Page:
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Fragile X syndrome (FXS) is a developmental disorder caused by the loss of Fragile X Mental Retardation 1 (FMR1) gene function because of a CGG repeat expansion (> 200 repeats) in the gene. The molecular mechanism(s) linking loss of FMR1 function to the molecular pathology and cognitive/behavioral disability remain unclear. Given the critical role of(More)
Lobular carcinoma in situ (LCIS) is an unusual histological pattern of non-invasive neoplastic disease of the breast occurring predominantly in women aged between 40 and 50 years. LCIS is frequently multicentric and bilateral, and there is evidence that it is associated with an elevated familial risk of breast cancer. Although women with LCIS suffer an(More)
Leptin signaling has received considerable attention in the Alzheimer disease (AD) field. Within the past decade, the peptide hormone has been demonstrated to attenuate tau hyperphosphorylation in neuronal cells and to be modulated by amyloid-β. Moreover, a role in neuroprotection and neurogenesis within the hippocampus has been shown in animal models. To(More)
Retinoblastoma protein (pRb) is a ubiquitous 928-amino acid cell cycle regulatory molecule with diverse biologic activities. One critical function of pRb is the control of the G1-to-S phase checkpoint of the cell cycle. In the hypophosphorylated state, pRb suppresses the activity of E2F transcription factors thereby inhibiting transcription of cell(More)
OBJECTIVE Because hypothermia enhances human tolerance for cerebral ischemia, profound hypothermia is induced in many centers so that the circulation can be arrested while clips are applied to high-risk giant cerebral aneurysms. Brain temperature is measured directly with an intracerebral probe that avoids the uncertainty of surrogate monitoring. However,(More)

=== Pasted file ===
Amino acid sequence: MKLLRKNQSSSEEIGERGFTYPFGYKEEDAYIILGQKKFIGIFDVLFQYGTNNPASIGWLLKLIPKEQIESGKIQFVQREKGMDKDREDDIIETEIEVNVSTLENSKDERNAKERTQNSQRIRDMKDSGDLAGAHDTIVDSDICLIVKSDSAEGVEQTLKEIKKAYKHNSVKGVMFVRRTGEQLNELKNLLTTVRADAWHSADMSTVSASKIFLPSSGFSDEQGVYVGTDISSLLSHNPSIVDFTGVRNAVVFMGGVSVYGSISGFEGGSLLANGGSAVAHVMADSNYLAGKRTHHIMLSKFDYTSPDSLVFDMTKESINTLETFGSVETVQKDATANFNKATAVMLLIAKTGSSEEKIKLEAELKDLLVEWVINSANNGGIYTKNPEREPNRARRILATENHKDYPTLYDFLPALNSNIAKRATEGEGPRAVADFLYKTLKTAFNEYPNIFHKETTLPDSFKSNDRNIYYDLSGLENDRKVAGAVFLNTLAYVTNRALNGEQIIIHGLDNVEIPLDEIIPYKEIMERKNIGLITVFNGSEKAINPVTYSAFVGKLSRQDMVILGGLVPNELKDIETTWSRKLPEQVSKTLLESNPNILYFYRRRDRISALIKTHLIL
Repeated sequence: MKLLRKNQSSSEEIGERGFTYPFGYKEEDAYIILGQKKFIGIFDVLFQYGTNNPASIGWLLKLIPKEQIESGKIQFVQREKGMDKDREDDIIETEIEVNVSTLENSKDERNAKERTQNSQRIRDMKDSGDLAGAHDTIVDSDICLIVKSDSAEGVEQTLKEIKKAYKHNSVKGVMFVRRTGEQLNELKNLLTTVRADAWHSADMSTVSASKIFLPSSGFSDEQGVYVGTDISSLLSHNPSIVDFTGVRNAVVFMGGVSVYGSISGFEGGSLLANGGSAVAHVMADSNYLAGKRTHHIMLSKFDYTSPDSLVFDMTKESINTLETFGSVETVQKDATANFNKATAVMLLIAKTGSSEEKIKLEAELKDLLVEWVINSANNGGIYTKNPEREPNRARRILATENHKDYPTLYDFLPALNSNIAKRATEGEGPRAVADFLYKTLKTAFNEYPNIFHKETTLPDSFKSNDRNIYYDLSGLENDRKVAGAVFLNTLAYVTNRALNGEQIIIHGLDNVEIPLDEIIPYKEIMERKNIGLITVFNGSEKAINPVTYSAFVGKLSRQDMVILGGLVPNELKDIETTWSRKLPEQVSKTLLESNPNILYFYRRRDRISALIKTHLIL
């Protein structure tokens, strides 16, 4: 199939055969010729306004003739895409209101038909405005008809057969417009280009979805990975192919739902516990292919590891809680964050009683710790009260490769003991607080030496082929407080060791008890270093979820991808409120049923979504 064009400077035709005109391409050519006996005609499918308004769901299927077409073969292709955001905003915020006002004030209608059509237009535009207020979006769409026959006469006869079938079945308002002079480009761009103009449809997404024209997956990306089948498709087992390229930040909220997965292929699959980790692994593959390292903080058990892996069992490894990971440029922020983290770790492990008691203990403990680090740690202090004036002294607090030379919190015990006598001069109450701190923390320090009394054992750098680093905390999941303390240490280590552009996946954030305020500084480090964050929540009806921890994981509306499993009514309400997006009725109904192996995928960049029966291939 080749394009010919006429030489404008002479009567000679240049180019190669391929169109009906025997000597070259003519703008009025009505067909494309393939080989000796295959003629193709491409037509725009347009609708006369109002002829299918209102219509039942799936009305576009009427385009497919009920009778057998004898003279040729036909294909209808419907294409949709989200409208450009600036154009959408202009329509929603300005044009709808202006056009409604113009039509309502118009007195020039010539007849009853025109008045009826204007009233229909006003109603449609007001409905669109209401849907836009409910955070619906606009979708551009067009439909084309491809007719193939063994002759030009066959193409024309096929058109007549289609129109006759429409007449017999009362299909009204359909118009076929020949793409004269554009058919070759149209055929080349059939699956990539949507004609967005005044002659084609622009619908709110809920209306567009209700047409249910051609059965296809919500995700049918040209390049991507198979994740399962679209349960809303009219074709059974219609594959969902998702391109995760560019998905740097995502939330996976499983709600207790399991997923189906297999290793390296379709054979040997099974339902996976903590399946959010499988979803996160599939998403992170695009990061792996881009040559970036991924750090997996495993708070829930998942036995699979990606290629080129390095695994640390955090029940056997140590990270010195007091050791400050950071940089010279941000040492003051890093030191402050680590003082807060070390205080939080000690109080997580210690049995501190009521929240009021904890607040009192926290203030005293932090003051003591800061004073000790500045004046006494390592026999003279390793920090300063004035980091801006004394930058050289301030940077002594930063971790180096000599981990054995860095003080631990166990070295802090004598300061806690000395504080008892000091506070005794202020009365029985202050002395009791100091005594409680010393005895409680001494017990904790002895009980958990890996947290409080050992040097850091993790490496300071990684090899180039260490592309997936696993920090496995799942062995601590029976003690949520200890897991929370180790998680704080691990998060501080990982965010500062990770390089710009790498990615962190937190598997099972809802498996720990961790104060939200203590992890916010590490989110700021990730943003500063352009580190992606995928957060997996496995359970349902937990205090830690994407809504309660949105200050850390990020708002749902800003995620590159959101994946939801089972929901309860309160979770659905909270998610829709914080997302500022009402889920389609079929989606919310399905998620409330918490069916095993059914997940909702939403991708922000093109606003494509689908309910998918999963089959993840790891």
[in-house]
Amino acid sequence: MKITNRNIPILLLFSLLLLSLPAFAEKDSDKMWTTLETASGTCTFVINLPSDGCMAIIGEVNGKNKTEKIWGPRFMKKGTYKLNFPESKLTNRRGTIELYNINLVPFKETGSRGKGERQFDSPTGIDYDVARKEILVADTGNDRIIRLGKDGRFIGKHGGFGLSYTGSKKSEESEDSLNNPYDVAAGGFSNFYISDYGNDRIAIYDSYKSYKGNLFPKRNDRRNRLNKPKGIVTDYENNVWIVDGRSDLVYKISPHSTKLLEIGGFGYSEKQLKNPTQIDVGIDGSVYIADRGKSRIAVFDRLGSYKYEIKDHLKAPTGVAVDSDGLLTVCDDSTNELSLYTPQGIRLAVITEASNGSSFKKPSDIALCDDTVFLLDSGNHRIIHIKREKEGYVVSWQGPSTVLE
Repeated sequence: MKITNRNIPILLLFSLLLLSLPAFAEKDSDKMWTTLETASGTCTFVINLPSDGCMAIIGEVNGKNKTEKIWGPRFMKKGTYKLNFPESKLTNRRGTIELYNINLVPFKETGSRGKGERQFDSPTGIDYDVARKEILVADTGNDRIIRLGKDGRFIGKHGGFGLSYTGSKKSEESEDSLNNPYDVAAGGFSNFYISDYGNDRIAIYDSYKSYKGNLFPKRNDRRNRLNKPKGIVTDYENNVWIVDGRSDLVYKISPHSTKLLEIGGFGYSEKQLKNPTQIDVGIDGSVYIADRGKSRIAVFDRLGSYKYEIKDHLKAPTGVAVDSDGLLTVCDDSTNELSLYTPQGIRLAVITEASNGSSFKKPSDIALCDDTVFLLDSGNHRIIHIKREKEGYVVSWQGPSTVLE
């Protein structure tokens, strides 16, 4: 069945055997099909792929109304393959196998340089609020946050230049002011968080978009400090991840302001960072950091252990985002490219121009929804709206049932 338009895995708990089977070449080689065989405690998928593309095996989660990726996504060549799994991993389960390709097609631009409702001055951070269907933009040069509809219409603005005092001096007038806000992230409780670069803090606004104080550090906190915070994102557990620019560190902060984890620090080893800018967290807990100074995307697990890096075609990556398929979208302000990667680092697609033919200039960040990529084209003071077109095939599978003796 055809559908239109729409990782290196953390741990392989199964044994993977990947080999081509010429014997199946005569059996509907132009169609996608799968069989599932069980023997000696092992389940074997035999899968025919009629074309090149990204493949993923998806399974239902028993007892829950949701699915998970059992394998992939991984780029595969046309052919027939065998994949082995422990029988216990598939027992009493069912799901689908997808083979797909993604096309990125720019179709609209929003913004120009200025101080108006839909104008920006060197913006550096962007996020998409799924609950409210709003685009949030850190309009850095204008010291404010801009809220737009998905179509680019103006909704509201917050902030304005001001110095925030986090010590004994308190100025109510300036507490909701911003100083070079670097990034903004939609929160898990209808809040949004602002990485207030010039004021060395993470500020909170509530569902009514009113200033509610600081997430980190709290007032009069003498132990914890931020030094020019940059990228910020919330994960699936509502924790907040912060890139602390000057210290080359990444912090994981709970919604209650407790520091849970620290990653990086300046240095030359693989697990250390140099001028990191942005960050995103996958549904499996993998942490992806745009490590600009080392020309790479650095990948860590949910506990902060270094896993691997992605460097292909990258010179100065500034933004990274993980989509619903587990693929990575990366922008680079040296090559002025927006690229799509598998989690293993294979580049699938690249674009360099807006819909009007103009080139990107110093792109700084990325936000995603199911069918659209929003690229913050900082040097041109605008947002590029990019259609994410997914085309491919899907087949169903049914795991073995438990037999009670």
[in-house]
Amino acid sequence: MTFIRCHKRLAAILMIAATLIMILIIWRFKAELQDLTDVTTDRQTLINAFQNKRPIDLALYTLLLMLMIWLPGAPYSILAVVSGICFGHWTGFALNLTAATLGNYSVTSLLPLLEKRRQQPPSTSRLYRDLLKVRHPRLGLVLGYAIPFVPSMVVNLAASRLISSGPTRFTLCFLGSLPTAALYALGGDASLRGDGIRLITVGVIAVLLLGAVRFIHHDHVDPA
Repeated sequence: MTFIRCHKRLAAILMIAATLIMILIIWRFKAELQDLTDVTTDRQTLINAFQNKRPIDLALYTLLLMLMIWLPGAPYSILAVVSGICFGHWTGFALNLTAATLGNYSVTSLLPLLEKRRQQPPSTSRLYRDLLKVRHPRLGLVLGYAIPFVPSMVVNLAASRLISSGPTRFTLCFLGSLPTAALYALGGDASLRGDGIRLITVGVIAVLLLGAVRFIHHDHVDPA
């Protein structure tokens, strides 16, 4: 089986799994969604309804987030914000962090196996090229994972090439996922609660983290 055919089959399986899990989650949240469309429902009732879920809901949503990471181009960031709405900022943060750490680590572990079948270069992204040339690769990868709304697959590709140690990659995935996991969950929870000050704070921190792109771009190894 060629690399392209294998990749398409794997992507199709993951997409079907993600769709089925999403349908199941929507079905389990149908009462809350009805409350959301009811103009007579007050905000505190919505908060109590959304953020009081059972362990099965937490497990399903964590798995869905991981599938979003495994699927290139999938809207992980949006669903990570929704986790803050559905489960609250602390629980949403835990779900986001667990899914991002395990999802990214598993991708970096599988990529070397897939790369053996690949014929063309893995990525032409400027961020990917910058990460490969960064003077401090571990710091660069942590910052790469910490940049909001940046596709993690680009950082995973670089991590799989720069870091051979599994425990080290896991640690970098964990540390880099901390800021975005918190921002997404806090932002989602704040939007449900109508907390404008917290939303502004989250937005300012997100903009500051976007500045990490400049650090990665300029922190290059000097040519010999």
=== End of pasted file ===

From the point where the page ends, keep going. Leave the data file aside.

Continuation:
Tryptophan metabolism, through the kynurenine pathway, produces neurotoxic intermediates that are implicated in the pathogenesis of Alzheimer's disease. In particular, oxidative stress via 3-hydroxykynurenine (3-HK) and its cleaved product 3-hydroxyanthranilic acid (3-HAA) significantly damages neuronal tissue and may potentially contribute to a cycle of(More)
Giant aneurysm surgery continues to be a technically difficult task with high operative morbidity. Recent advances in cardiac surgery have fueled interest in the technique of deep hypothermic circulatory arrest for the treatment of giant and complex intracranial aneurysms. Fourteen patients with giant intracranial aneurysms operated on with the technique of(More)
The first wave of cancer genome-wide association studies (GWAS) have revealed tens of independent loci marked by common variants of unknown or likely no functional significance that explain about 5-10% of familial risk for the particular disease. The approach taken to date has been conservative, and only a fraction of information has yet to be extracted(More)
Little is known about the relative contributions of genetic and environmental factors to the development of gastric cancer. Mutations in the cell adhesion molecule E-cadherin are recognized to be associated with the development of undifferentiated, diffuse and invasive gastric cancers. A recent study of two gastric cancer families has shown that germline(More)
OBJECTIVE Hypothermia has been demonstrated to protect the brain from ischemic or traumatic injury. Previous efforts to induce cerebral hypothermia have relied on techniques requiring total body cooling that have resulted in serious cardiovascular derangements. A technique to selectively cool the brain, without systemic hypothermia, may have applications(More)